Buoyed by their success at the 2013 election, the Abbott government has wasted no time in using their power to feather their own nest and to promote, reward and employ their backers. Whilst all governments do this to a degree, Abbott has taken it to a whole new level of blatant nepotism and servitude to his masters at the expense of the public interest.
On the 9th of September 2013, before the count was even finalised, Julie Bishop flexed her muscles by her petty and vindictive decision to revoke the appointment of Steve Bracks as consul-general in New York. He had been appointed in May, long before the caretaker period, and was due to start that week.
It’s not as if Ms Bishop had a better person in mind. The position remained vacant for six months until it was gifted to Nick Minchin, the man who gave Tony Abbott leadership of the Liberal Party in return for his conversion to climate change denial.
And she didn’t stop there. Despite having 18 months of his term left, Mike Rann was booted from the position of High Commissioner to the UK to make way for Alexander Downer. This is the man who, under the guise of providing foreign aid, authorised the bugging of the cabinet offices of the East Timor parliament to further the commercial interest of Woodside Petroleum who coincidentally employed him after he left politics.
Rather than investigate this matter, which is before the International Court of Justice, George Brandis authorised raids to steal the evidence and cancelled the passport of the prime witness.
Brandis also hit the ground running to look after his mates. So appalled was he by the conviction of Andrew Bolt, he immediately set about changing the laws to protect the rights of bigots. To champion the cause, he made the inexplicable decision to sack the Human Rights Commissioner for the Disabled, Graeme Innes, and appoint the IPA’s Tim Wilson (without advertising, application, interview, relevant qualifications or experience), to fight for the repeal of Section 18c of the racial discrimination laws,
After a huge backlash from the public, Brandis was directed to drop his crusade, and there sits Tim Wilson, drawing a salary of $400,000 including perks, with nothing to do.
Mr Wilson’s appointment followed Senator Brandis’ announcement that he had chosen former Howard government minister David Kemp – the son of IPA founder Charles Kemp – to chair the advisory council of Old Parliament House. This position had been given to Barrie Cassidy but Brandis forced him to resign. Along with Kemp, two others were appointed: Heather Henderson, the only daughter of Liberal Party founder Sir Robert Menzies; and Sir David Smith, whose place in history was assured on November 11, 1975, on the steps of Old Parliament House, when as official secretary to governor-general Sir John Kerr he was required to read out the proclamation sacking the Whitlam government.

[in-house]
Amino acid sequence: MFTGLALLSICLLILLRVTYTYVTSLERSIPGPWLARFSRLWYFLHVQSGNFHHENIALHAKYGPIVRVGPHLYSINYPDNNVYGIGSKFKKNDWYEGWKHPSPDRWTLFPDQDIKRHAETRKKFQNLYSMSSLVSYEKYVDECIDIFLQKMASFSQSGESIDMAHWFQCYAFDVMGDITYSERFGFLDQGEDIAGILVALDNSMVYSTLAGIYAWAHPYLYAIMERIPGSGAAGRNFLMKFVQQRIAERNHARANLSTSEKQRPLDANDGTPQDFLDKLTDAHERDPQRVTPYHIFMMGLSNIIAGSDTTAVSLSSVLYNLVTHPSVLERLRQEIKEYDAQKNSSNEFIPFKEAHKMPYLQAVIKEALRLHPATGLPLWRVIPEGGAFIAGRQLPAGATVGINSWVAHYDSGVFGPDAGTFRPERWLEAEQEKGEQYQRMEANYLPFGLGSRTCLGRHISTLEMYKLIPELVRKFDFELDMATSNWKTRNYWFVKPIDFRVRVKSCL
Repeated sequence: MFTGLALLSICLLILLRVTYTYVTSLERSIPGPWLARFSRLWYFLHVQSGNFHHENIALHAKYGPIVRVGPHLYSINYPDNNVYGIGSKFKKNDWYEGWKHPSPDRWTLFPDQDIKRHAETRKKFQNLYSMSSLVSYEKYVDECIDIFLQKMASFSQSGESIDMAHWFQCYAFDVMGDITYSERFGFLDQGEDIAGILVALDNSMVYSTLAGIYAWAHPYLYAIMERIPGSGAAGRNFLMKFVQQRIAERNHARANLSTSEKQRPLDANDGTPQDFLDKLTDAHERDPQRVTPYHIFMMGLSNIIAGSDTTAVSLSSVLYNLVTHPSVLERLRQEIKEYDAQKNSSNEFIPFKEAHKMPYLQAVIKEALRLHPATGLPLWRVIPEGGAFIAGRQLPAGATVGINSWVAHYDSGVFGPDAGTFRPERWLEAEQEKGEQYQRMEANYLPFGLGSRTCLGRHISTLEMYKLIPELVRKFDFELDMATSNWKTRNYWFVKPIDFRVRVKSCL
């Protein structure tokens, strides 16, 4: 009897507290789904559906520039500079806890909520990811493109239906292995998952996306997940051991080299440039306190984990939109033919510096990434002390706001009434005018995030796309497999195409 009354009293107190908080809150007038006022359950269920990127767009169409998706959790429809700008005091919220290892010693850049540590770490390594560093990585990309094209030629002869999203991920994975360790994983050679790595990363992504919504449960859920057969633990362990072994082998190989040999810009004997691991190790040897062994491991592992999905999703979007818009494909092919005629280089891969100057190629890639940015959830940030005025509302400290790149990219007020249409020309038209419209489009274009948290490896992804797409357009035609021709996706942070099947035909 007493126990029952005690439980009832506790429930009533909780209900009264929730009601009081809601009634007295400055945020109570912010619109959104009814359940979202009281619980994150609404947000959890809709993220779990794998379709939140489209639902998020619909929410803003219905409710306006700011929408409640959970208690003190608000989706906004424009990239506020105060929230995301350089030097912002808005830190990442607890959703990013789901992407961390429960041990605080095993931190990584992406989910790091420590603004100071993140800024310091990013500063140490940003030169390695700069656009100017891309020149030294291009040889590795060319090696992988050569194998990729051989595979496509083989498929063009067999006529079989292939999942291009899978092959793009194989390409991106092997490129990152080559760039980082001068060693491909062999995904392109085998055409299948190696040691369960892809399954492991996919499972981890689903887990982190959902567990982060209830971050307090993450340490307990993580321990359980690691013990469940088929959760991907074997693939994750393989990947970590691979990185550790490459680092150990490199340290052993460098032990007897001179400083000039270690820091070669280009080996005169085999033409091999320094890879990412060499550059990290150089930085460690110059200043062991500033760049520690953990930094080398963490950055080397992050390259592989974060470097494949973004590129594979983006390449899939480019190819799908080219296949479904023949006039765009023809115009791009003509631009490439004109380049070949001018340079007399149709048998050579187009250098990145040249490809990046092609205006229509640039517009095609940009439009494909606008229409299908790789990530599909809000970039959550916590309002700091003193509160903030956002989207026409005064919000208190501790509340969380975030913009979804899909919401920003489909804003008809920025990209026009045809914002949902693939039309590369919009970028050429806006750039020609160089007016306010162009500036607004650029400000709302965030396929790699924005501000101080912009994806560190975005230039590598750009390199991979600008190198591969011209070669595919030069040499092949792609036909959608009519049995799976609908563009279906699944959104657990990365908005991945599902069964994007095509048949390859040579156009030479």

Brandis, as Minister for the Arts, also appointed Gerard Henderson as chairman of the judging panel for the nonfiction and history category of the Prime Minister’s Literary Awards, Australia’s richest book prize.
Tony Abbott only took a few hours to begin his Night of the Long Knives. The swearing-in ceremony had barely finished when the Prime Minister’s office issued a press release, announcing three departmental secretaries had had their contracts terminated and the Treasury Secretary would stand down next year.
The head of Infrastructure Australia also quit or was sacked for his criticism of the government’s interference with the independence of his organisation. The head of the NBN, along with the entire board, were also replaced.
All funding for the National Congress of Australia’s First Peoples was withdrawn. Countless charities and advisory groups have been defunded.
Climate change and renewable energy bodies have been under constant attack with many disbanded and the rest hanging on temporarily by the grace of the Senate.
To replace all these experienced experts, we have seen an astonishing array of people appointed to high-paying positions as advisers, reviewers, commissioners, consultants, board members, envoys –
Maurice Newman, head of Tony Abbott’s 12-member Business Advisory Council, aged 76, a former head of the stock exchange and the ABC and a founder of another of the right-wing think tanks, the Centre for Independent Studies. Climate sceptic.
Dick Warburton, 72, the former chairman of the petrochemical company Caltex, among other corporate affiliations. Appointed to review Australia’s 20 per cent Renewable Energy Target (RET). Climate sceptic. Also appointed was Brian Fisher. Climate modelling done by his firm has been presented to the review panel by the oil and gas sector, as part of its campaign against the RET.
Tony Shepherd, former head of the Business Council of Australia (BCA), aged 69. Appointed to head the Commission of Audit. Climate sceptic. Former Liberal senator Amanda Vanstone and Liberal staffer and Chicago-school economist Peter Boxall were on the commission’s panel. Peter Crone, director of policy at the BCA, was head of the secretariat.
David Murray, 65, the former CEO of the Commonwealth Bank, appointed head of the government’s Financial System Inquiry. Climate sceptic.